The USA does not have an umbrella corporate law that is applied across the country. Companies are therefore incorporated under the Delaware law, Model Business Corporations Act or the federal securities laws that include ‘Securities Act of 1933’ and the ‘Securities Exchange Act of 1934’ where most of the States base their corporate laws on the Delaware law (Giove & Treuhold, 2013). However, under both the Federal Security Laws and the Delaware Law, directors have two primary duties.
Duty of Loyalty
The demand for duty of loyalty expected the CEOs to ensure that they act in good faith in order to uphold the interest of the company. Moreover, directors are expected to avoid actions or decisions that lead to the corporation suffering injuries (Hodges, 2015). The first line of duty of loyalty demands that a leader secures that the establishment is run in agreement with its corporation law. According to Cox and Hazen (2012), this is the law that outlines the engagements that a firm can be involved in together with sustaining its interest. In other words, under the duty of loyalty, it is presumed that the chief should at no time advice, lure or mislead the organization to undertake unlawful actions as an excuse for making the profit (Giove & Treuhold, 2013). Hence, the demand here is for directors to be at the forefront of ensuring that a company has policies that help it to be in line with all regulations that are relevant to its different operations. The aim is to make certain that the institution works in the expected manner in the context of its obligations to the environment, employees and labor laws.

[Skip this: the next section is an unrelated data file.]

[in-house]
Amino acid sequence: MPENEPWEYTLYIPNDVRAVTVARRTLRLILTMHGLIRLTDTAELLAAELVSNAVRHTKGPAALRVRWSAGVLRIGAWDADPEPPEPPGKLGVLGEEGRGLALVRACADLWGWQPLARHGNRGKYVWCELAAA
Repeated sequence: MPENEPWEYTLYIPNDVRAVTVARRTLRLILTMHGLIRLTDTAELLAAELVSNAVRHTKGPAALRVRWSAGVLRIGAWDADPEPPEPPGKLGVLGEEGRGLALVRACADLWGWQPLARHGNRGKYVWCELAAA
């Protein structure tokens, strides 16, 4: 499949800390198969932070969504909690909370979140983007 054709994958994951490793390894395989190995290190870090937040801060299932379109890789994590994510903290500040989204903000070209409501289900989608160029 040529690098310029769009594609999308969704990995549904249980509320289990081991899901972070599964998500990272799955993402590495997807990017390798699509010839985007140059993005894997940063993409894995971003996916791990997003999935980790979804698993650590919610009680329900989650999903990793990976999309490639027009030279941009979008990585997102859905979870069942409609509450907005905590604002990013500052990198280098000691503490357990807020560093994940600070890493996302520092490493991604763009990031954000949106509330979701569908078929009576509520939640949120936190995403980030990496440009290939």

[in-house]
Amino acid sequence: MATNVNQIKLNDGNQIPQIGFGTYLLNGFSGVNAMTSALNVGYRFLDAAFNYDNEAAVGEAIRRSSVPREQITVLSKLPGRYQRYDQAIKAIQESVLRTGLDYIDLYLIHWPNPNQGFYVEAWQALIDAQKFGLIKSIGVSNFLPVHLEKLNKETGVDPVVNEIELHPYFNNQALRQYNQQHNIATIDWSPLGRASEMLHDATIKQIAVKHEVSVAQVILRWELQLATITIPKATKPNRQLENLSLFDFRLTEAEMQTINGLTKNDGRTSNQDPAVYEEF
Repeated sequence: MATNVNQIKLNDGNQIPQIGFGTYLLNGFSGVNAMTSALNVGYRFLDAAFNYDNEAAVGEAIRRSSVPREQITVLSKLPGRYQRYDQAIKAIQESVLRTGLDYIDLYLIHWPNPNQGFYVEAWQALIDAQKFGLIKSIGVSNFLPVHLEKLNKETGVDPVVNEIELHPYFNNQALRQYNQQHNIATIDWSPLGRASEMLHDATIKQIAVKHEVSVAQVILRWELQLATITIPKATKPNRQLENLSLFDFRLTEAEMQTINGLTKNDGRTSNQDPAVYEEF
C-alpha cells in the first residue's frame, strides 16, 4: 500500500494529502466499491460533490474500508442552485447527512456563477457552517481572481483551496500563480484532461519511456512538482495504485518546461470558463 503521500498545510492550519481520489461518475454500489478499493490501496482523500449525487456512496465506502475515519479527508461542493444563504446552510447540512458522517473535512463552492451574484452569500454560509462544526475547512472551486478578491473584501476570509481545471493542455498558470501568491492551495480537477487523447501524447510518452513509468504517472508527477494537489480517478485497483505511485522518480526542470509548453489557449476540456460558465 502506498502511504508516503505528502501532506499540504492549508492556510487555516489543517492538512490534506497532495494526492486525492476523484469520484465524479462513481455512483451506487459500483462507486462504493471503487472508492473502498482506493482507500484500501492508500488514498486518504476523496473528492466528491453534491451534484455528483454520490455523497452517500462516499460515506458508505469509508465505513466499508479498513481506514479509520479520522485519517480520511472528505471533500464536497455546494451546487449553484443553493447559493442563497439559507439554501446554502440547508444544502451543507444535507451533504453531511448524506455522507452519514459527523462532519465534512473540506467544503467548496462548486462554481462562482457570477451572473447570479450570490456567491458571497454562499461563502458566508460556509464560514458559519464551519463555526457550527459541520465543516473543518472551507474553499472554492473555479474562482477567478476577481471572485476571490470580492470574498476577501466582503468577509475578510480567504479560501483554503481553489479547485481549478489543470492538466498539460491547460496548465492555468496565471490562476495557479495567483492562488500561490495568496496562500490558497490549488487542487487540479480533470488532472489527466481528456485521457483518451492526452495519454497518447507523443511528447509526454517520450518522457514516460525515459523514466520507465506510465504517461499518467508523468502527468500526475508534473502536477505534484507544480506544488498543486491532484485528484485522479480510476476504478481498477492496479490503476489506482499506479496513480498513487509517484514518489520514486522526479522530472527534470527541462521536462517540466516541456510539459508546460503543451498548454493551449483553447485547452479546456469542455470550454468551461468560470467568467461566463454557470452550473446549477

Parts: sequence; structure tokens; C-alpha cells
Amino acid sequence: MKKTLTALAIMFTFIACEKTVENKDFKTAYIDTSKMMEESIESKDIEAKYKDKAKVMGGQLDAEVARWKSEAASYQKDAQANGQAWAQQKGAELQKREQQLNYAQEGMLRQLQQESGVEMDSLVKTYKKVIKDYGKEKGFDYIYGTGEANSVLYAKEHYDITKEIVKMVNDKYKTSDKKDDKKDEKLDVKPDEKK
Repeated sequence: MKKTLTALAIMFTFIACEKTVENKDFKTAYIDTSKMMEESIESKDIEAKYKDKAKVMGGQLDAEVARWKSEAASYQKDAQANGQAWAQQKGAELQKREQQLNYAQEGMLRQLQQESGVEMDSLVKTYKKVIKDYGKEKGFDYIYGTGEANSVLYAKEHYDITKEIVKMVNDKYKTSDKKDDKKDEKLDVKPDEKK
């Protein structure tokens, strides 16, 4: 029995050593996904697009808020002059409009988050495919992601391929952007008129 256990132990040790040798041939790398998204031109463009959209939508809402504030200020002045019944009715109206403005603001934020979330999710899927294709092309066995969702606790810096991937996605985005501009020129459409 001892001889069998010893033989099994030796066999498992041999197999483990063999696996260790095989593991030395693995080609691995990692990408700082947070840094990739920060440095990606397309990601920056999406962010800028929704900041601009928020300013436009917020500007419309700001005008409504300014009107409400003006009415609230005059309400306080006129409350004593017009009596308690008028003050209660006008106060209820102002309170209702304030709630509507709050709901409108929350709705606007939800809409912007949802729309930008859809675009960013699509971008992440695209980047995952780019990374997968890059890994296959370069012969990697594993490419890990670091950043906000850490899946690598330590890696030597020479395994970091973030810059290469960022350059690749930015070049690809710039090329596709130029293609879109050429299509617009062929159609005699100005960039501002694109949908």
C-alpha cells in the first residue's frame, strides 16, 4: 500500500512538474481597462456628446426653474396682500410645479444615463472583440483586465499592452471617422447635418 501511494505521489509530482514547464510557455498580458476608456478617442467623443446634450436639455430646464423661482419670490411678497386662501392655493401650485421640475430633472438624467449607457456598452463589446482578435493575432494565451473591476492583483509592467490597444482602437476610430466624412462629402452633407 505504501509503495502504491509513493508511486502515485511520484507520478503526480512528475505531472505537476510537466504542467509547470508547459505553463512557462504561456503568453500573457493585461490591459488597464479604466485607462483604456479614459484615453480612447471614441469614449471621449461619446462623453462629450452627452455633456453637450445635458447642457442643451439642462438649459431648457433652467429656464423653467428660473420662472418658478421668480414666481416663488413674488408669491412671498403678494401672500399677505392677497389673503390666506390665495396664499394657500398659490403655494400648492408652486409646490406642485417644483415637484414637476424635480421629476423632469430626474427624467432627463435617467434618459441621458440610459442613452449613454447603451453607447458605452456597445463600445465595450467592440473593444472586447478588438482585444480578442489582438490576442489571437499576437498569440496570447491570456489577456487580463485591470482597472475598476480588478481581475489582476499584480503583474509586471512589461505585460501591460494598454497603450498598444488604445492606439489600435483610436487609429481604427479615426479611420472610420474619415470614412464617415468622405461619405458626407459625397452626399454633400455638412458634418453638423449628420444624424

Another expectation of the chairperson under the duty of loyalty is the need to guarantee they do not use their position to pursue their personal interests. The call is for the leaders to remain loyal to stakeholders and the corporation at large without any element of influence that is self-centered (Cox & Hazen, 2012). The aim of this requirement is to ascertain that at no point in time can the head subordinate the concern of the establishment or the shareholders as a way of protecting his position within the company or to make a fortune out of the misdoing of the corporation. For example, it prohibits a director to influence the organization to arrive at a decision such as giving out a contract to the third party where he or she expects a kickback even if the agreement is of importance to the company. The duty of loyalty thus demands separation of the personal interest by chiefs when they are involved in matters of their institutions. Consequently, this is a necessary requirement that safeguards corporate priorities.